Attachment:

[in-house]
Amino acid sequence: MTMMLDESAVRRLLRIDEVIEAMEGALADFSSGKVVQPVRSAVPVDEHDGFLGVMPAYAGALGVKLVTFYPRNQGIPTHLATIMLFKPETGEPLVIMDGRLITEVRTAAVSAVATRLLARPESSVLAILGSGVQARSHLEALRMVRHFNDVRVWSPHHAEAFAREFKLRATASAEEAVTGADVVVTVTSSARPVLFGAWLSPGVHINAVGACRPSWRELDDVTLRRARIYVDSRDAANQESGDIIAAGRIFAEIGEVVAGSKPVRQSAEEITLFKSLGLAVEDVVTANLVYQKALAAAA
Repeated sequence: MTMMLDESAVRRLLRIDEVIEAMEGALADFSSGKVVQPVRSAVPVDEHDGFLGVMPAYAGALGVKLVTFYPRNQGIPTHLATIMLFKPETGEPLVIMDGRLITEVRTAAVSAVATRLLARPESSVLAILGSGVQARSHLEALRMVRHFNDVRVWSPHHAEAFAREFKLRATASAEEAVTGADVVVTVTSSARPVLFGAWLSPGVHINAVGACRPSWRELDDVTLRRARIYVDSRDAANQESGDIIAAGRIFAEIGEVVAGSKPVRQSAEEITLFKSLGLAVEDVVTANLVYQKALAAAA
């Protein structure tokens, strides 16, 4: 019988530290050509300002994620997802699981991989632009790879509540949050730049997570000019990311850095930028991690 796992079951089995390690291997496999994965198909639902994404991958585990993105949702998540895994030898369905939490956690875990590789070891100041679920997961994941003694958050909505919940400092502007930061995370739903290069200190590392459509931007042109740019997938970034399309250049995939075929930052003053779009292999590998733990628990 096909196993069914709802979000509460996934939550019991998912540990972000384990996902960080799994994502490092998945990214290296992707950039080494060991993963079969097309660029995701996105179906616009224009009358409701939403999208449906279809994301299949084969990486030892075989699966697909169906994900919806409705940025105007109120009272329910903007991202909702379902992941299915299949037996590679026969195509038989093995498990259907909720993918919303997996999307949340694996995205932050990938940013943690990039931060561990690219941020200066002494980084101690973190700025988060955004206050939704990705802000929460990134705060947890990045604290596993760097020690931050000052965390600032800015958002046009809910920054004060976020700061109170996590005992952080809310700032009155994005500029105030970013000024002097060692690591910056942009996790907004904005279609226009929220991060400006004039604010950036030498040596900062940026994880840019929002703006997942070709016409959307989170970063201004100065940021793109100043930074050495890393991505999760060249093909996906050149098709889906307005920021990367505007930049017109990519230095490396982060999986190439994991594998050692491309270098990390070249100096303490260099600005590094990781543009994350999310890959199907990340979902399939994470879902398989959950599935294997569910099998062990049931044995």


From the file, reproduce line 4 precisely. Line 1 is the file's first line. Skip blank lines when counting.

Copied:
């Protein structure tokens, strides 16, 4: 019988530290050509300002994620997802699981991989632009790879509540949050730049997570000019990311850095930028991690 796992079951089995390690291997496999994965198909639902994404991958585990993105949702998540895994030898369905939490956690875990590789070891100041679920997961994941003694958050909505919940400092502007930061995370739903290069200190590392459509931007042109740019997938970034399309250049995939075929930052003053779009292999590998733990628990 096909196993069914709802979000509460996934939550019991998912540990972000384990996902960080799994994502490092998945990214290296992707950039080494060991993963079969097309660029995701996105179906616009224009009358409701939403999208449906279809994301299949084969990486030892075989699966697909169906994900919806409705940025105007109120009272329910903007991202909702379902992941299915299949037996590679026969195509038989093995498990259907909720993918919303997996999307949340694996995205932050990938940013943690990039931060561990690219941020200066002494980084101690973190700025988060955004206050939704990705802000929460990134705060947890990045604290596993760097020690931050000052965390600032800015958002046009809910920054004060976020700061109170996590005992952080809310700032009155994005500029105030970013000024002097060692690591910056942009996790907004904005279609226009929220991060400006004039604010950036030498040596900062940026994880840019929002703006997942070709016409959307989170970063201004100065940021793109100043930074050495890393991505999760060249093909996906050149098709889906307005920021990367505007930049017109990519230095490396982060999986190439994991594998050692491309270098990390070249100096303490260099600005590094990781543009994350999310890959199907990340979902399939994470879902398989959950599935294997569910099998062990049931044995």